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Cauliflower mosaic virus promoter

When scientists use transgenic technology to put a new gene into a plant, they put in additional pieces of DNA to direct the activity of that gene. Each gene needs a "promoter" to turn it on under specified conditions. The most widely used promoter is the cauliflower mosaic virus 35S promoter, often abbreviated as the CaMV promoter or the 35S promoter. This promoter was obtained from the virus that causes cauliflower mosaic disease in several vegetables, such as cauliflower, broccoli, cabbage, and canola.

Other promoters have been used in developing crops, but the CaMV promoter is often chosen because it causes abundant production of the transgenic protein in a wide variety of situations. These characteristics, which are seen as advantages for many purposes in transgenic technology, have raised concerns that the CaMV promoter might be harmful if it were to invade our cells and turn on our genes.

A multi-step chain of events would have to occur for the CaMV promoter to escape the normal digestive breakdown process, penetrate a cell of the body, and insert itself into a human chromosome. There is some evidence that fragments of DNA sneak into the blood stream and travel to some internal organs, and that these fragments sometimes become closely associated with host DNA. For a discussion of this, see our segment on eating DNA. There have been no tests to determine whether the CaMV promoter has invaded human tissues or whether fragments of it would include enough of the genetic code to function as a promoter.

Canola leaf infected with cauliflower mosaic virus.
Source: Institut National de la Recherche
Agronomique, Versailles-Grignon

Research on plasmid DNA in rice by Kohli et al. (1999) has been cited as evidence that the CaMV promoter can insert itself into strands of DNA. Opponents of transgenic crops provide a full discussion of the viewpoint that this poses a threat to people at http://www.btinternet.com/~nlpwessex/Documents/camv.htm.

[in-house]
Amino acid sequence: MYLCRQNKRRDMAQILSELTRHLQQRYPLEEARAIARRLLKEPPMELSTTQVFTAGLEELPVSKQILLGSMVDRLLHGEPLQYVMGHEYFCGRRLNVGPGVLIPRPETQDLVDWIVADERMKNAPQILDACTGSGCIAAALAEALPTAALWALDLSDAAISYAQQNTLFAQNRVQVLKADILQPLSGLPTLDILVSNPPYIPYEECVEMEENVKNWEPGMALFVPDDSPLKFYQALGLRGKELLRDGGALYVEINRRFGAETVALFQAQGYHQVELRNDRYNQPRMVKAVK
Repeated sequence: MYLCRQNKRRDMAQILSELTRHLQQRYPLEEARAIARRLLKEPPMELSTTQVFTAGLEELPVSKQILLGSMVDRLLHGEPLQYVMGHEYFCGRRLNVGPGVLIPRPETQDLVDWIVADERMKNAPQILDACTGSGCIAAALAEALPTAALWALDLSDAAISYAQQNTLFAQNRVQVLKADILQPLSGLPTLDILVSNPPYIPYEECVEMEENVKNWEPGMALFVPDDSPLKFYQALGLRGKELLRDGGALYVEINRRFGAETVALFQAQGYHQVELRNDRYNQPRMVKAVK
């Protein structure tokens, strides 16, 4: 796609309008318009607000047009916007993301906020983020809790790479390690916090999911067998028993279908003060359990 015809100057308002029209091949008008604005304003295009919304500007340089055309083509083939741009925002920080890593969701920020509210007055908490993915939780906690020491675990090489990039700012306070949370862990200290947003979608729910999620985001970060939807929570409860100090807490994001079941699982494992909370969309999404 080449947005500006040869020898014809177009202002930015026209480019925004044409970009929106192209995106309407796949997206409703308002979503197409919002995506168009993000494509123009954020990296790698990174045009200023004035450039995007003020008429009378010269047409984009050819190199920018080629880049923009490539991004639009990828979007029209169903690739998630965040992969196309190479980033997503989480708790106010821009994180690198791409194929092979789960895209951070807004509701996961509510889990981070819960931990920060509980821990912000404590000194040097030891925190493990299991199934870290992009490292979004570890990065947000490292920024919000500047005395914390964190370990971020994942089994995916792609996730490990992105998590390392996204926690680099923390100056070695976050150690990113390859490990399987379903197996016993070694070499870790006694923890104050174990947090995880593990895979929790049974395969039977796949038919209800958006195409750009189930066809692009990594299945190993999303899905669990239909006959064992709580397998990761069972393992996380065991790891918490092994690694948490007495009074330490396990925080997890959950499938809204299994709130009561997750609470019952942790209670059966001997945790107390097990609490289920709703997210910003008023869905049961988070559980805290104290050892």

Opponents of transgenic crops discuss the details from the Kohli paper at http://www.netlink.de/gen/Zeitung/1999/990715.htm.

Kohli did not study the behavior of the CaMV promoter in human cells or animal cells. For an opinion that insertion of the CaMV promoter by itself into other genomes is unlikely, see http://www.foodsafetynetwork.ca/gmo/camv35s/camv35s.htm.

Leaf infected with cauliflower mosaic virus.
Source: Institut National de la Recherche
Agronomique, Versailles-Grignon

Human chromosomes contain the remnants of DNA sequences from what appear to have been many different viruses. The frequency of such sequences in human chromosomes is interesting and leads to speculation about what these sequences would do if they were activated. But research by Turner et al. (2001) indicates that most of these sequences are nonfunctional because of multiple internal changes that have occurred over thousands of years. They probably would not be able to do anything even if they were activated by the insertion of the CaMV promoter (Royal Society, 2002).

There is some evidence that the CaMV promoter poses little threat to human health. People have been eating it in small quantities for hundreds of years when we eat vegetables that are infected with the disease. Although vegetables heavily infected with CaMV are unappetizing, there have been no documented negative effects on health from eating the virus or its promoter.

For an opinion that eating the cauliflower mosaic virus promoter poses no threat to human health, see the Royal Society's 2002 report "Genetically modified plants for food use and human health--an update" (http://www.royalsoc.ac.uk/files/statfiles/document-165.pdf).

Page last updated : March 11, 2004

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